Credit: Alexander Klimczak
The Florida Everglades evokes images of fanboats skimming over swamps, while alligators peer through the waters and clouds of insects hover just above. Described as a "river of grass" that stretches some 580,000 square miles across southern Florida, they encompass a wide range of ecosystems ranging from wetlands to tree islands to cattails.
In 2018, the US Department of Energy (DOE) Joint Genome Institute (JGI), a DOE Office of Science User Facility located at Lawrence Berkeley National Laboratory (Berkeley Lab), embarked on a pilot project with biology students from Boca Raton Community High School in Palm Beach County, Florida. The class sought to apply the latest molecular techniques to learn more about the microbial communities in the Arthur R. Marshall Loxahatchee National Wildlife Refuge, a 226-square mile area of the northern Everglades in Palm Beach County, and particularly about the microbes that play roles in the methane cycle. Their data report, which provides the only known reference microbiome data sets for the Loxahatchee Refuge, was published January 21, 2020 in the journal Environmental Microbiome.
"Before JGI was involved, I was not sure we could even complete a full project. Every other group I contacted was happy to offer advice but declined to offer actual scientific help," said Jonathan Benskin, who teaches the A-Level Advanced International Certificate of Education (AICE) Biology class at Boca Raton Community High School. "I can't thank JGI enough for being willing to take a risk on a group of public high school students to see this project through to completion. JGI does not only contribute to the body of current scientific knowledge, they are also equipping the next generation of scientists that will help shape all of our futures."
Proposing a Research Experience
Credit: Jonathan Benskin
Benskin wanted to give his high school juniors a research project experience and one of his email inquiries, sent through JGI's Integrated Microbial Genomes & Microbiomes (IMG/M) system, reached Emiley Eloe-Fadrosh, who heads the Metagenome Program. "After discussing the project with him, I was inspired by his enthusiasm and drive to give his students this experience. My current career path was heavily influenced by my own high school biology teacher, who helped connect me with internships and training at the Clorox Company and Lawrence Livermore National Laboratory," she said. "The JGI is one of the only places that could take on a project like this because we have the resources as a user facility. The Metagenome Program team provided guidance and encouragement to submit a proposal, which was approved as a Director's Science project by JGI Director Nigel Mouncey."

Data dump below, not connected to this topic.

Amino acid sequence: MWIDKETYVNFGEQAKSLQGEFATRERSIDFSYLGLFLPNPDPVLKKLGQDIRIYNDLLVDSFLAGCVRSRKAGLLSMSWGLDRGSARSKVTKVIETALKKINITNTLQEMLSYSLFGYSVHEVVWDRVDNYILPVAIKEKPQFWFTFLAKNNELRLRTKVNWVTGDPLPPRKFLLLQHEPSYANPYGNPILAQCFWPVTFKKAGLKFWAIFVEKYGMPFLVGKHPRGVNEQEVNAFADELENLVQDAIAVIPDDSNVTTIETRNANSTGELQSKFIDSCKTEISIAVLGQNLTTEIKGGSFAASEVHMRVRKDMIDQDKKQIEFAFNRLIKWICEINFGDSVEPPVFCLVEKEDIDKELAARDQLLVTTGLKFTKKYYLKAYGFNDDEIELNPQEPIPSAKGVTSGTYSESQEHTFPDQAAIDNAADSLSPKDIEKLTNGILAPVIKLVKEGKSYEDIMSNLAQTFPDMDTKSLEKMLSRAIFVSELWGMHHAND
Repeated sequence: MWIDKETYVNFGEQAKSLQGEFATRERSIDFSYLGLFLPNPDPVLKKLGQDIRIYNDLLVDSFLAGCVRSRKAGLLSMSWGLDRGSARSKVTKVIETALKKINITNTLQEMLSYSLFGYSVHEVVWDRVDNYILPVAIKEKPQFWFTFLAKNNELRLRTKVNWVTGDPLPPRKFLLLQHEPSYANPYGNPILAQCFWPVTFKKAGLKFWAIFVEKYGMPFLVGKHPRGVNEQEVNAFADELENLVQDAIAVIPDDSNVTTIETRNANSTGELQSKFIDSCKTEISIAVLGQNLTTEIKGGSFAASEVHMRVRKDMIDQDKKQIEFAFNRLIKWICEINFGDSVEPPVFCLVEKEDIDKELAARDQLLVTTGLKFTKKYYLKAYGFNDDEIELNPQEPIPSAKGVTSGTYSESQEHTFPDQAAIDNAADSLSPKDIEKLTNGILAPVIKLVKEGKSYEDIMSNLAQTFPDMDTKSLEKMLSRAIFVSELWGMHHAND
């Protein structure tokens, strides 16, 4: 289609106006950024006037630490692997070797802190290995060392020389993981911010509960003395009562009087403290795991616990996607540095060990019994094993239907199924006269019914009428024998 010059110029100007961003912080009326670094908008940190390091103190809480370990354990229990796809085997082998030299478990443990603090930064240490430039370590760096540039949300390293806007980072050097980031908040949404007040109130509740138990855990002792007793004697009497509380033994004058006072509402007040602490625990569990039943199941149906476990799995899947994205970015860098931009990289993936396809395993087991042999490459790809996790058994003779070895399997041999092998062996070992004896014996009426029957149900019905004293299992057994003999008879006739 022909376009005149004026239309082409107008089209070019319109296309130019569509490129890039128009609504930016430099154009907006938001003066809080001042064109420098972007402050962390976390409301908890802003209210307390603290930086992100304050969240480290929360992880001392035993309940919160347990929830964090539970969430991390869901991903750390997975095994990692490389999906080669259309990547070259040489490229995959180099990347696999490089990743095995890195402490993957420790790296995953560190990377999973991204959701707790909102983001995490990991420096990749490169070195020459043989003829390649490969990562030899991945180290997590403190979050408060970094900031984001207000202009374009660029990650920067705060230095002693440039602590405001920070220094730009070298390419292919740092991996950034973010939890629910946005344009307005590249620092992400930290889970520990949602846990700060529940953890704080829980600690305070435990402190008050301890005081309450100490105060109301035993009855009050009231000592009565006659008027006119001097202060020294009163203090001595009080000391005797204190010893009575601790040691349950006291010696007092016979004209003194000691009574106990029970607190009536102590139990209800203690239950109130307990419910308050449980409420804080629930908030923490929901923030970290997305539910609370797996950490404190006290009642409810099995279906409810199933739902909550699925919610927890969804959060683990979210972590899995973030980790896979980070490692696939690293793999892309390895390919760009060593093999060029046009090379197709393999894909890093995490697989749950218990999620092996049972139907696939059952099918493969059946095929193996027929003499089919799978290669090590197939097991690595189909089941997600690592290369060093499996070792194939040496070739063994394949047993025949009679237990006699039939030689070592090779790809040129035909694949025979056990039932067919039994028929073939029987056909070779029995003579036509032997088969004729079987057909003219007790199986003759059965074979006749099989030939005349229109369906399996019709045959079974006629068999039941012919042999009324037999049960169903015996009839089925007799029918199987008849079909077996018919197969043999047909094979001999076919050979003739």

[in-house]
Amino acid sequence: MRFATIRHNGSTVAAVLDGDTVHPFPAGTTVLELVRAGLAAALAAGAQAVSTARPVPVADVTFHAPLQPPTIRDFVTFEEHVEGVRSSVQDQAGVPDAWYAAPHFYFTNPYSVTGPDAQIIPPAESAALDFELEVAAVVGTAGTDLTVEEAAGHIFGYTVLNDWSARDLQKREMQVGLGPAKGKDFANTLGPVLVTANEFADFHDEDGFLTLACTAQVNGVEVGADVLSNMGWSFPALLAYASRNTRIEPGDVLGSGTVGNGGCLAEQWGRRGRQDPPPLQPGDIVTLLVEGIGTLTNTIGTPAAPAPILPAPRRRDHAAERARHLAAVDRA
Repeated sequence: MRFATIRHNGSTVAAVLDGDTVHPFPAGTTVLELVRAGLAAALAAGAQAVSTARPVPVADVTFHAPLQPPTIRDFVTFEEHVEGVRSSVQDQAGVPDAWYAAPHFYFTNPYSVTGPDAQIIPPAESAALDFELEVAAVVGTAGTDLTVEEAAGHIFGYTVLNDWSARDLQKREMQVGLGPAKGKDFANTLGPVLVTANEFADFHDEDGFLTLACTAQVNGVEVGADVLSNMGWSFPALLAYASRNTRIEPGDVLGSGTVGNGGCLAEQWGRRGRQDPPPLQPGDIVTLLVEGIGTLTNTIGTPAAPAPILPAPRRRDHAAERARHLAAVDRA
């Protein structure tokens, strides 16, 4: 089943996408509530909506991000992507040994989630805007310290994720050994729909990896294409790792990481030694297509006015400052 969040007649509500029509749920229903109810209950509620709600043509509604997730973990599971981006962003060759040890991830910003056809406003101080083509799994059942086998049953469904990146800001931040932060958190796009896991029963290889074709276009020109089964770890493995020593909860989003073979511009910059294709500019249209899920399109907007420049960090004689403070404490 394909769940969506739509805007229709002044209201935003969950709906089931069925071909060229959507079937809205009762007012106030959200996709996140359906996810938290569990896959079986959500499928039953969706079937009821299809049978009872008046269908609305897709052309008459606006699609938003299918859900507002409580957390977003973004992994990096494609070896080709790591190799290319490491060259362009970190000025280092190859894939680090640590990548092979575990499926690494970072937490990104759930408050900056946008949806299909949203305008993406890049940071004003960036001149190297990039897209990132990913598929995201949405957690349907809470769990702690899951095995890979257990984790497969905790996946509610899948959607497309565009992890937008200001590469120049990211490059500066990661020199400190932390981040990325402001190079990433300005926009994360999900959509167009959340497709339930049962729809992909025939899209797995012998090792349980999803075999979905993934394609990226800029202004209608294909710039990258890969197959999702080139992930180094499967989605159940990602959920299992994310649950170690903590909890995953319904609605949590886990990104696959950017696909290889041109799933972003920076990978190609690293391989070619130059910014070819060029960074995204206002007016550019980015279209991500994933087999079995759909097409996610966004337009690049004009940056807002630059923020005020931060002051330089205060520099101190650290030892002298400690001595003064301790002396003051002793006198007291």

A Comprehensive Learning Experience
Eloe-Fadrosh decided, "If we're going to have this be a project, we want it to be a really comprehensive learning experience." Over the course of the year, she and other JGI staff conducted several real-time, video-conferenced seminars with the class. The 18 students organized and conducted a field trip, armed with the proper permits, to the refuge to collect soil samples from multiple locations. Back in the classroom, JGI researchers walked students through the processes of DNA sequencing, metagenome assembly, and even an introduction to data analysis using the IMG/M system.
"When I originally envisioned the project of the class, I knew that I wanted them to write a final paper that could be published. Watching 18 students working to create a paper simultaneously in the same document was a sight that I will remember," said Benskin. "The best part of the entire project was being able to tell the students that the paper was accepted for publication in a reputable scientific journal. It was gratifying to see the empowerment displayed across each of their faces."
Eloe-Fadrosh considers the experience the highlight of her past year's work at the JGI. As the students look forward to graduating high school in a few months, Benskin shared his own reflections on the experience.
"Doing science is something that might be talked about in high school and even undergraduate college classes, but it is an experience that very few students in these classes are allowed to do. I hope they can walk away from this project empowered to go into college and seek out opportunities that they might have previously believed they would not be capable of accomplishing."